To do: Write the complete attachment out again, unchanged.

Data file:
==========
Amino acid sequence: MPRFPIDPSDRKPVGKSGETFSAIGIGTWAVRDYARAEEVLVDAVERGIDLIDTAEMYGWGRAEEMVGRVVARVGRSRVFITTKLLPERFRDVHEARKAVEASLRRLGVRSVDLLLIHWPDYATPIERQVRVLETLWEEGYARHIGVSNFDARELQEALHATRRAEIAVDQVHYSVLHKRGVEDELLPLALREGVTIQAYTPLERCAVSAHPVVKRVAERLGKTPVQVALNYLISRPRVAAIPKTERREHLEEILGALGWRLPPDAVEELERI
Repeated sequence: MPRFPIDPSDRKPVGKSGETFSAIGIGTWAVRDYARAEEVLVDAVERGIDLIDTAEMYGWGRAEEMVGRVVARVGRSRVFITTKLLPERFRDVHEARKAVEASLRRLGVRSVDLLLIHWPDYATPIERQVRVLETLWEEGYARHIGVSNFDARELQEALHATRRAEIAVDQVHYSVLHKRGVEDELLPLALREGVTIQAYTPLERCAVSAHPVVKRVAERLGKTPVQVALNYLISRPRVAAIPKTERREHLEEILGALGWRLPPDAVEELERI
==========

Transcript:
Amino acid sequence: MPRFPIDPSDRKPVGKSGETFSAIGIGTWAVRDYARAEEVLVDAVERGIDLIDTAEMYGWGRAEEMVGRVVARVGRSRVFITTKLLPERFRDVHEARKAVEASLRRLGVRSVDLLLIHWPDYATPIERQVRVLETLWEEGYARHIGVSNFDARELQEALHATRRAEIAVDQVHYSVLHKRGVEDELLPLALREGVTIQAYTPLERCAVSAHPVVKRVAERLGKTPVQVALNYLISRPRVAAIPKTERREHLEEILGALGWRLPPDAVEELERI
Repeated sequence: MPRFPIDPSDRKPVGKSGETFSAIGIGTWAVRDYARAEEVLVDAVERGIDLIDTAEMYGWGRAEEMVGRVVARVGRSRVFITTKLLPERFRDVHEARKAVEASLRRLGVRSVDLLLIHWPDYATPIERQVRVLETLWEEGYARHIGVSNFDARELQEALHATRRAEIAVDQVHYSVLHKRGVEDELLPLALREGVTIQAYTPLERCAVSAHPVVKRVAERLGKTPVQVALNYLISRPRVAAIPKTERREHLEEILGALGWRLPPDAVEELERI